Copyright The Financial Times Limited 2009

miércoles, 26 de noviembre de 2008

Democracy and the downturn

The Latinobarómetro poll

Nov 13th 2008
From The Economist print edition

Latin Americans are standing up for their rights

FIVE years of strong economic growth have prompted a slow but fairly steady rise in support for democracy and its institutions among Latin Americans, although many remain frustrated by the way their political systems work in practice. Most see themselves as politically moderate, but they retain a yearning for strong leaders and expect the state to solve their problems. These are some of the findings from the latest Latinobarómetro poll taken in 18 countries across the region and published exclusively by The Economist. Because the poll has been taken regularly since 1995, it tracks changes in attitudes in the region.

This year’s poll was taken in September and early October. It therefore reflects the sharp increase in inflation in the region in the first half of this year, but not the full effect of the financial turbulence and deteriorating economic outlook that hit some Latin American countries in recent weeks. Nevertheless, it carries some sobering lessons for the region’s politicians.

The poll underlines the fact that a small majority of respondents are convinced democrats (see table 1 and chart 2). In 12 countries, support for democracy has risen since 2001, when the region last suffered an economic recession. But only in five countries is it higher than it was in 1996. This year democracy has received a particular boost in Paraguay, a country where authoritarian attitudes previously predominated. The shift follows the victory in a presidential election in April of Fernando Lugo, a leftish former bishop who ended more than half a century of rule by the Colorado Party. That echoes similar hopes of change aroused by newly elected leaders in the region in recent years.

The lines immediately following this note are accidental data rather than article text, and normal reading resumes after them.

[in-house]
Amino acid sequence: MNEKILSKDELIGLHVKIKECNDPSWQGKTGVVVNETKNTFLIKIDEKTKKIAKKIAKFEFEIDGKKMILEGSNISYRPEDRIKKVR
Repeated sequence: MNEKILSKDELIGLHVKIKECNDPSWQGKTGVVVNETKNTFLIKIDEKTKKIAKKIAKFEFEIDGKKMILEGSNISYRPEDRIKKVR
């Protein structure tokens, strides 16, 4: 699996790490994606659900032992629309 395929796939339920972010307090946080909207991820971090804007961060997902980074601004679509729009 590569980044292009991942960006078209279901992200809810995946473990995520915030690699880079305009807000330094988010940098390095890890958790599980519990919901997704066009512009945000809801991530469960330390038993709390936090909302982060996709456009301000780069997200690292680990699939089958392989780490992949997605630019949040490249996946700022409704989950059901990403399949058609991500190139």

Conversely, in Venezuela, support for democracy may have been boosted this year among opponents of President Hugo Chávez, after their victory in a referendum on constitutional change last December. In Colombia, President Álvaro Uribe’s success against the FARC guerrillas may be the reason for a similar democratic lift.

Uruguayans are by far the most satisfied with how their democracy works (see chart 3). Peruvians are particularly disgruntled. That is paradoxical: Peru’s economy has grown faster than that of any other of the region’s bigger countries both this year and last. Their discontent seems to reflect deep flaws in the political system. But even if slightly less than two-fifths of respondents across the region are satisfied with their democracies, that is a significant improvement on the 2001 figure.

The relative dissatisfaction owes much to the deep-rooted socioeconomic inequalities in Latin America. Across the region 70% of respondents agreed that governments favour the interests of the privileged few; around half say they would not mind a non-democratic government if it solved economic problems; a similar proportion say democracy has not reduced inequalities; and only 30% think there is equality before the law. These attitudes help to explain the popularity of Mr Chávez, an oil-rich strongman—more than a third of Venezuelan respondents say inequalities have diminished.